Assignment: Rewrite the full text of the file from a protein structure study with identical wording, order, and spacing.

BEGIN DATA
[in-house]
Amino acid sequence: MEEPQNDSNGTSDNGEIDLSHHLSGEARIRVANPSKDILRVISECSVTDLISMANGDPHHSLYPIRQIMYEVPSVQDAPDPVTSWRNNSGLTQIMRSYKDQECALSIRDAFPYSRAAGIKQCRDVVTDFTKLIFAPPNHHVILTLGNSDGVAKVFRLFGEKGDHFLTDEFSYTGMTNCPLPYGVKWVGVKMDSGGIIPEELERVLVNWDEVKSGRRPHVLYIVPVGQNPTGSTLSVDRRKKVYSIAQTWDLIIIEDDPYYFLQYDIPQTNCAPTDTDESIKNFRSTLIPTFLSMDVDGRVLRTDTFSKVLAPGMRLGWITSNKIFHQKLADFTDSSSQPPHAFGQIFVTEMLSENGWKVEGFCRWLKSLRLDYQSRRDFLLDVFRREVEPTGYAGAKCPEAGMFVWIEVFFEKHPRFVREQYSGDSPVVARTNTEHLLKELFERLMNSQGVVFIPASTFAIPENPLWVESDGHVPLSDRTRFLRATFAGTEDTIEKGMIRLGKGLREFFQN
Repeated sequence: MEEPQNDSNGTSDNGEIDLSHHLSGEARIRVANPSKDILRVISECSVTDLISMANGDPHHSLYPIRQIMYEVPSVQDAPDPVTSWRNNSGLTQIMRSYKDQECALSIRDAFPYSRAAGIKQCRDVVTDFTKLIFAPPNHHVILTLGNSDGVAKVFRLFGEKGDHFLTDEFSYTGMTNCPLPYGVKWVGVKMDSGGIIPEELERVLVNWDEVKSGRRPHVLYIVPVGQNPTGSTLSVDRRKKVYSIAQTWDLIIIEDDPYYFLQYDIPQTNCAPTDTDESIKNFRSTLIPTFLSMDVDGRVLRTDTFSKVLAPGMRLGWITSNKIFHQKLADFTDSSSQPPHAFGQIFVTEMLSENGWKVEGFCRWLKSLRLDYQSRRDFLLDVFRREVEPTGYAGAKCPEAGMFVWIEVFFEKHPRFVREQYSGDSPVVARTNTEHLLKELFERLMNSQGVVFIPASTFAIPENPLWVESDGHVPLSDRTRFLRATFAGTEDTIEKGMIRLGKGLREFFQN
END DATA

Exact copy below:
[in-house]
Amino acid sequence: MEEPQNDSNGTSDNGEIDLSHHLSGEARIRVANPSKDILRVISECSVTDLISMANGDPHHSLYPIRQIMYEVPSVQDAPDPVTSWRNNSGLTQIMRSYKDQECALSIRDAFPYSRAAGIKQCRDVVTDFTKLIFAPPNHHVILTLGNSDGVAKVFRLFGEKGDHFLTDEFSYTGMTNCPLPYGVKWVGVKMDSGGIIPEELERVLVNWDEVKSGRRPHVLYIVPVGQNPTGSTLSVDRRKKVYSIAQTWDLIIIEDDPYYFLQYDIPQTNCAPTDTDESIKNFRSTLIPTFLSMDVDGRVLRTDTFSKVLAPGMRLGWITSNKIFHQKLADFTDSSSQPPHAFGQIFVTEMLSENGWKVEGFCRWLKSLRLDYQSRRDFLLDVFRREVEPTGYAGAKCPEAGMFVWIEVFFEKHPRFVREQYSGDSPVVARTNTEHLLKELFERLMNSQGVVFIPASTFAIPENPLWVESDGHVPLSDRTRFLRATFAGTEDTIEKGMIRLGKGLREFFQN
Repeated sequence: MEEPQNDSNGTSDNGEIDLSHHLSGEARIRVANPSKDILRVISECSVTDLISMANGDPHHSLYPIRQIMYEVPSVQDAPDPVTSWRNNSGLTQIMRSYKDQECALSIRDAFPYSRAAGIKQCRDVVTDFTKLIFAPPNHHVILTLGNSDGVAKVFRLFGEKGDHFLTDEFSYTGMTNCPLPYGVKWVGVKMDSGGIIPEELERVLVNWDEVKSGRRPHVLYIVPVGQNPTGSTLSVDRRKKVYSIAQTWDLIIIEDDPYYFLQYDIPQTNCAPTDTDESIKNFRSTLIPTFLSMDVDGRVLRTDTFSKVLAPGMRLGWITSNKIFHQKLADFTDSSSQPPHAFGQIFVTEMLSENGWKVEGFCRWLKSLRLDYQSRRDFLLDVFRREVEPTGYAGAKCPEAGMFVWIEVFFEKHPRFVREQYSGDSPVVARTNTEHLLKELFERLMNSQGVVFIPASTFAIPENPLWVESDGHVPLSDRTRFLRATFAGTEDTIEKGMIRLGKGLREFFQN